Among the primary reasons sports franchises are so valuable is that they enjoy the inherent benefits associated with cultural distinctiveness. Essentially, they are part of the fabric of our society; they are important to our communities and the fans that follow them – both in good times and in bad.
Along the way, teams create externalities, which are usually deemed positive. These externalities, such as delivering a sense of pride throughout the community, are intangible assets that contribute to the value of a team; in the case of the Redskins, a team worth billions.
But now that a federal judge has called an end to the team’s federal trademark registrations, the Redskins owner, Daniel Snyder, finds himself in the unenviable position of having to determine a preferred course of action, one that focuses on the economic costs and opportunities associated with either maintaining the current name or abandoning it altogether.
When controversy envelopes a franchise, the positive externalities associated with the team can quickly turn negative and impact cash flow. This is beginning to occur now as strategic partners, which include elected officials, broadcasters, sponsors and fans, want stability, not contentiousness and heated national debate. These partners want to align their brands with those that will reflect favorably upon all involved and ultimately drive value, whether this be to a corporation or a fan.
Set aside one’s beliefs about how best to strike the delicate balance between being socially conscious and participating in political correctness run amok. Also set aside the politicization that has stoked a very high profile national debate. Because these factors have been forever imbedded in an argument that now appears to be leading to a name change, attention must now be turned to how best to monetize the team and, in the process, increase the team’s franchise value. Anything short of this and the very real risk of further and long-lasting brand damage to the organization will exist.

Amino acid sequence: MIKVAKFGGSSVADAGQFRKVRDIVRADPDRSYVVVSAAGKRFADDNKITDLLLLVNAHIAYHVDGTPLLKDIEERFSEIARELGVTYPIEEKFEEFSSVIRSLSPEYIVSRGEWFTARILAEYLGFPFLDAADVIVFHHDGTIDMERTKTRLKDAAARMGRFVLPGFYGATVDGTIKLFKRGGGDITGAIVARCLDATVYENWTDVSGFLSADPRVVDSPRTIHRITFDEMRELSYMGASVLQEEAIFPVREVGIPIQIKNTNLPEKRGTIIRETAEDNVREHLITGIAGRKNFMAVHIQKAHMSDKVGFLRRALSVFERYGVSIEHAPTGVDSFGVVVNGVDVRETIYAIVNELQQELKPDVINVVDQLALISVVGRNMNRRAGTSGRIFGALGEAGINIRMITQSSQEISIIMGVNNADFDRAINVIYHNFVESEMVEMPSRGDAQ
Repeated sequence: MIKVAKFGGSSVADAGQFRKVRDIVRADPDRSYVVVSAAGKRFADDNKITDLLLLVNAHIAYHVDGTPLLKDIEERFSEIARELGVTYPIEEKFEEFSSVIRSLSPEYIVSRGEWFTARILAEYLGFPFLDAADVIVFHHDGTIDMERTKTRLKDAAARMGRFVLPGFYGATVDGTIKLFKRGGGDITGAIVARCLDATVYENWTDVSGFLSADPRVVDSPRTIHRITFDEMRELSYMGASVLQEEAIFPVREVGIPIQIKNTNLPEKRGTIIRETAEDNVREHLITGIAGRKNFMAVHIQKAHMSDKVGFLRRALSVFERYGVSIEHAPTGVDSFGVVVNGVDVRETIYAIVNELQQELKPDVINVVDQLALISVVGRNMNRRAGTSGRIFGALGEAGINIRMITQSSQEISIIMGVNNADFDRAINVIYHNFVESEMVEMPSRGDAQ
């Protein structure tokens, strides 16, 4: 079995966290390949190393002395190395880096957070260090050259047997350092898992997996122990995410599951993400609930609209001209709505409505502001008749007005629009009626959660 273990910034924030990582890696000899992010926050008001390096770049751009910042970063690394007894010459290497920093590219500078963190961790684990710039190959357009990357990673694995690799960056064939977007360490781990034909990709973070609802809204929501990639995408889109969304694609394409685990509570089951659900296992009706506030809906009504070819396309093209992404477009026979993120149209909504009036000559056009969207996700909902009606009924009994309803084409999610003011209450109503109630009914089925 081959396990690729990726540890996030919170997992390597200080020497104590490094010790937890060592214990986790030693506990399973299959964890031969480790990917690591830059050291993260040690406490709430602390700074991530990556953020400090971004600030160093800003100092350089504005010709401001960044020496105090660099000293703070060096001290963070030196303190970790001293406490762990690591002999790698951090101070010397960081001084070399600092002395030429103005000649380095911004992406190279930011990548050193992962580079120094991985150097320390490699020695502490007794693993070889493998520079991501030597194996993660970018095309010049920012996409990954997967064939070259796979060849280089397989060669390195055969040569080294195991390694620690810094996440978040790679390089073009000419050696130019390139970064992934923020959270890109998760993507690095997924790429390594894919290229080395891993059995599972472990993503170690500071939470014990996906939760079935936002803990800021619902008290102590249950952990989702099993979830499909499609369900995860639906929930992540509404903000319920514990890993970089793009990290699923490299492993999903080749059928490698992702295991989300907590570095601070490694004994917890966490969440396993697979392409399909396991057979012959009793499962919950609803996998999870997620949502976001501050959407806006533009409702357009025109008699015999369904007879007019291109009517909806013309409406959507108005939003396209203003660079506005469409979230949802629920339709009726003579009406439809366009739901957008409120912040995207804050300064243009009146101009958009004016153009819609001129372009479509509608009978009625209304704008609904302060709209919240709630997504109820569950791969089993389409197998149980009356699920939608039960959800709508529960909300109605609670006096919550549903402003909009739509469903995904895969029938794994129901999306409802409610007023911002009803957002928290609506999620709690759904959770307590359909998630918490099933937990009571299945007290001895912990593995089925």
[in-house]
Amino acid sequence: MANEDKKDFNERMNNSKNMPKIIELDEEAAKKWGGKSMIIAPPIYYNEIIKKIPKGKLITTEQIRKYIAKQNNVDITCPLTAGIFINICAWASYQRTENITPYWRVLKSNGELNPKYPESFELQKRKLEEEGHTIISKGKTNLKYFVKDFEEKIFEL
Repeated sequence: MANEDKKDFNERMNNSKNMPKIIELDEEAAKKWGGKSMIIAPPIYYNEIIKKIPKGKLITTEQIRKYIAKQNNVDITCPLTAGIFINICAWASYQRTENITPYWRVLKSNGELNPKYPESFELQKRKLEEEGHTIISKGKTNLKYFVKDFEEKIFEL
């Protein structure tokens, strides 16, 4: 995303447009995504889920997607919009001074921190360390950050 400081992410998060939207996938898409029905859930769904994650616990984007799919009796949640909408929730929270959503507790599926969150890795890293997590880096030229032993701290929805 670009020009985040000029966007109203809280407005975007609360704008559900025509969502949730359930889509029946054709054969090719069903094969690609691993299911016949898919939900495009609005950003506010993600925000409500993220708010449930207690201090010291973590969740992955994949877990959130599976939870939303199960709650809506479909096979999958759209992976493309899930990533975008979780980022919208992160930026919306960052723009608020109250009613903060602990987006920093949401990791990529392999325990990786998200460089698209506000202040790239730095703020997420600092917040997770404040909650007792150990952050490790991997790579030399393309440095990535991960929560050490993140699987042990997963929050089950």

Snyder stands to benefit far more substantially by making the name change rather than resisting it. The reason for this is linked to the pursuit of a new stadium, the single biggest needle-moving economic opportunity afforded an individual franchise.
Sports franchises, like many other businesses, tend to be valued by forecasting a multiple of future revenue. There are two types of revenue streams generated by sports franchises. The first are sources of revenue that must be shared with the NFL and, by extension, the other teams in the league; the second are non-shared or lightly-shared revenue streams that the team largely gets to keep to itself. And both of these may be constrained until or unless Snyder relents and changes the team’s name.
When considering the name change, Snyder will be primarily focused on how best to drive non-shared or lightly-shared revenue sources, rather than concerning himself with shared revenue streams linked to national media contracts, league-wide sponsorship deals, and the sale of licensed merchandise outside of the greater D.C. market.